There are, quite possibly, as many styles of containers and pots for gardening as there are plants. Some are fancy and intricate, some are classic and elegant, fun and funky or cutting edge and innovative. No matter what type of pot you choose to garden in, you should make sure that there is adequate space and drainage for the plant that will be living in it.
When most people think of commercially available gardening pots, they think of the classic Terra Cotta pot. These red colored clay-like pots are sturdy and cost-effective, but will often wick moisture and nutrients away from the soil and plant. Plastic options in a variety of shapes, designs, and colors are a recent advent and actually serve to hold moisture in the planter.
How many plastic bottles, jugs or containers do you go through a week? Each and every one of these can be turned into a garden pot with minimal effort. Using a hot nail, you can poke drainage holes in the bottoms.
Cut the tops from the containers, and use them to hold plants. Gallon milk jugs, soda bottles, and kitty litter tubs make ideal candidates. But don't just resort to the plastic items. Planters can be made from old sinks, bathtubs, washbasins, helmets, and even boots. Use your imagination when looking for items to turn into planters. As with all planters, make sure that there are adequate drainage holes in the bottom of any item that is recycled into a planter.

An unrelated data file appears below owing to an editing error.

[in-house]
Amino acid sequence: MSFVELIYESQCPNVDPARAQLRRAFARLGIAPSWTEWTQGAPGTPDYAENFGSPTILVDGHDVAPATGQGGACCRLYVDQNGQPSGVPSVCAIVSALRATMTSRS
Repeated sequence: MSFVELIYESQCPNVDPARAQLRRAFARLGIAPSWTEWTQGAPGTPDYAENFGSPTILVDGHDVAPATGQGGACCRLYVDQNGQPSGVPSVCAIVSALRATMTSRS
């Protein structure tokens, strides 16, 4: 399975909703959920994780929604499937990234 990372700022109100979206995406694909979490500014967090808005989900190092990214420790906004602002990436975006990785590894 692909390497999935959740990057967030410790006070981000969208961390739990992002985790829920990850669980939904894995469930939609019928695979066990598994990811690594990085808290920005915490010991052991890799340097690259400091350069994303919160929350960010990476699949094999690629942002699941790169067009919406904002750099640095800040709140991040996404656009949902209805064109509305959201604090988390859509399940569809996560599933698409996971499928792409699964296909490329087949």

For containers that will only house seedlings or plants temporarily, consider garden pots that can be planted directly into the ground. Pots made from newspaper, cardboard, and eggshells work perfectly for this purpose. You can take the "DIY" approach and make them yourself, or buy manufactured options available at most home improvement or gardening stores.
When doing it yourself, make sure that any item you use won't harm the ground you'll be planting in. Egg shells are perfect, as they are items that are commonly composted and can provide calcium for your plants to use. Newspaper, held together with flour and water, will break down quickly and easily. Cardboard is a bit more sturdy, but eventually breaks down as well. Neither cardboard nor newspaper provide any nutritional benefits.